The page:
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Bureau of Mines / Minerals yearbook: Metals and minerals 1978-79
Year 1978-79, Volume 1 (1978-1979)

Absalom, Sandra T.
Bromine,   pp. 131-137 ff. PDF (920.6 KB)


Page 132

132 MINERALS YEARBOOK, 1978-79 "Preliminary.' Data do not add to total
shown
because of independent rounding. 
 OSHA reportedly was considering making the workplace standard for EDB more
stringent, and EPA was considering restricting its use as a pesticide.~ These
proposals followed the announcement by NCI that EDB proved to be a potent
carcinogen in ingestion tests conducted on rats and mice.~ The Dow Chemical
Co. and Ethyl Corp., producers of EDB, disputed the validity of the test
procedures and the extrapolation of results to humans. They contend that
actual industrial experience does not agree with the laboratory findings.
 NCI reported another bromine chemical to be an animal carcinogen following
130week tests on rats and mice.'° The compound was tris (2,3-dibromopropyl)
phosphate, the flame retardant that the Consumer Product Safety Commission
(CPSC) banned in 1977 for use in children's sleepwear. The CPSC was involved
in several actions in 1978 concerning tris: It abandoned its attempt to force
eight manufacturers of tris-treated products to repurchase the millions of
dollars of these goods they had sold." CPSC also ruled that it has the
authority
to ban exports of tris-treated apparel.12 This authority, however, was expected
to be challenged in the courts. Fol 
lowing Congressional passage of a bill to provide government payments to
clothing manufacturers, retailers, and others in the apparel industry that
had incurred losses as a result of the tris ban, President Carter pocket
vetoed the legislation." Among several reasons given for the veto, the
President
stated that the law would have set an "unwise precedent" to pay
industry's
losses when a product is used to meet a regulatory standard and that product
is later judged to be hazardous. 
 OSHA reportedly was contemplating regulation of workplace exposure to the
chemical vinyl bromide, based on reports that rats had developed cancer following
low-level exposure.'4 
 The State of Michigan issued a report on a special study of the health effects
of small amounts of polybrominated biphenyls (PBB) in the bodies of Michigan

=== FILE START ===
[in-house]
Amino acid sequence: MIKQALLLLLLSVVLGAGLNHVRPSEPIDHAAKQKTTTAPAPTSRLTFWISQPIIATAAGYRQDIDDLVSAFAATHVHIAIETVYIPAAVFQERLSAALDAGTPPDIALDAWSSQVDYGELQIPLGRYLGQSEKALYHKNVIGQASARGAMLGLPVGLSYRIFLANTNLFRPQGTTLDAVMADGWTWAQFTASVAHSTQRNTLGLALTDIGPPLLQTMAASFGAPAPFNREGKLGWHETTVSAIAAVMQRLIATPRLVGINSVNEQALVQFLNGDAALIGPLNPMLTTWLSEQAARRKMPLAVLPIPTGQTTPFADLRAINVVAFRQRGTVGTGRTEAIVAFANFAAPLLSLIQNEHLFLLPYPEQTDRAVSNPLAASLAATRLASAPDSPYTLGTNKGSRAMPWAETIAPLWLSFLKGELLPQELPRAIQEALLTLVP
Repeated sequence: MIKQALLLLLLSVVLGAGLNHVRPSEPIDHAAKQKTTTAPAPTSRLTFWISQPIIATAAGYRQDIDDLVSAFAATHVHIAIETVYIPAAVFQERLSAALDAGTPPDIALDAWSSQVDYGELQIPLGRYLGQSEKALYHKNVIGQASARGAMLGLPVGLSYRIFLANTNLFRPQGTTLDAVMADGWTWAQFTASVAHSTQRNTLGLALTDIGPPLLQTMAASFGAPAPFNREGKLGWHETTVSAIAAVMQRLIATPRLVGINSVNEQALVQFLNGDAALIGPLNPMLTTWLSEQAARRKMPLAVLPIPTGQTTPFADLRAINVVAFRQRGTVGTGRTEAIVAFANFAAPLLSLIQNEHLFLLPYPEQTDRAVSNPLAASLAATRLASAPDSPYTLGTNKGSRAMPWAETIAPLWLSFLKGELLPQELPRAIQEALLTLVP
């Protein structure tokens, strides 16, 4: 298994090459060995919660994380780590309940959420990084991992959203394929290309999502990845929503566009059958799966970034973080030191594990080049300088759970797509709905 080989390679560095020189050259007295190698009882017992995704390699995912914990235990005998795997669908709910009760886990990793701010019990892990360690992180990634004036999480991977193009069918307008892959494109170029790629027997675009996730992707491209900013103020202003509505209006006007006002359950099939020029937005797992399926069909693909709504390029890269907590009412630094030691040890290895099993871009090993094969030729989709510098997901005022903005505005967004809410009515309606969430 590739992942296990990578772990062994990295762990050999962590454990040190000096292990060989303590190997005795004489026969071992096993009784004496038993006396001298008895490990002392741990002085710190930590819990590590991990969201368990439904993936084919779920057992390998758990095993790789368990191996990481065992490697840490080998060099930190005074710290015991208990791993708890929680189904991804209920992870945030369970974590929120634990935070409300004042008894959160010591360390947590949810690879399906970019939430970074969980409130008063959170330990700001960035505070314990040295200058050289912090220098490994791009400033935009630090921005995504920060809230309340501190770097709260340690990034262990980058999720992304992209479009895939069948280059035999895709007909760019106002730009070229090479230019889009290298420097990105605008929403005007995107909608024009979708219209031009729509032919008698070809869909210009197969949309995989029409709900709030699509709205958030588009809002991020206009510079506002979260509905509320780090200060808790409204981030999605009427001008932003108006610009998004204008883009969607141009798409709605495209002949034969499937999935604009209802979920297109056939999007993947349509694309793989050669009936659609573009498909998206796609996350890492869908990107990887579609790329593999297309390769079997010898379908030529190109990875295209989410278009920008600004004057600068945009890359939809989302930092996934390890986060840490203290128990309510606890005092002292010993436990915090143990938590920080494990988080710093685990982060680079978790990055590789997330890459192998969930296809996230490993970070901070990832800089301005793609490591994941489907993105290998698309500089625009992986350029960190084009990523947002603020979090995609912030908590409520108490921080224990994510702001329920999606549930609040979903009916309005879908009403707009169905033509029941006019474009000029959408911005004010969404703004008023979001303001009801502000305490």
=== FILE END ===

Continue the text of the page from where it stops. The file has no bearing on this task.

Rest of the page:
residents." Although the State will continue monitoring the health of
the
general population for a 10-year period, the initial study concluded that
low-level PBB contamination of an estimated 90% of residents, which resulted
from accidental introduction of the cheinical into the food chain in 1973,
has caused no adverse health effects. 
DOMESTIC PRODUCTION 
 Six companies operated nine plants to extract bromine from brines in Arkansas
and Michigan. The producers of elemental bromine were also the major manufacturers
of bromine compounds, with two additional plants, one in Texas and one in
Michigan; however, the St. Louis, Mich., plant of Velsicol Chemical Corp.
was closed on September 1, 1978.16 The September deadline was a result of
a 1976 settlement made with the State of Michigan following pollution problems
involving the plant and its prod- 
ucts. Negotiations to sell the plant, before the deadline failed when certain
conditions specified by the State Department of Natural Resources could not
be resolved between Velsicol, the buyers, and the State. In December, Velsicol
announced a $3 million program for its El Dorado, Ark., bromine production
plant to enable the plant to meet current and future environmental regulations."
The program was scheduled to be completed in 1979. 
Table 1.—Elemental bromine sold as such or used in the preparation
of bromine 
compounds by primary U.S. producers 
(Million pounds and million dollars) 
 1977 1978 l979p 
 Quantity Value Quantity Value Quantity Value 
Sold 
59.0 
12.8 
53.2 
11.3 
59 
13 
Used 
To 
tal                    
374.8 
86.9 
393.4 
88.7 
443 
102 
433.8 
99.7 
' 446.5 
100.0 
502 
115 


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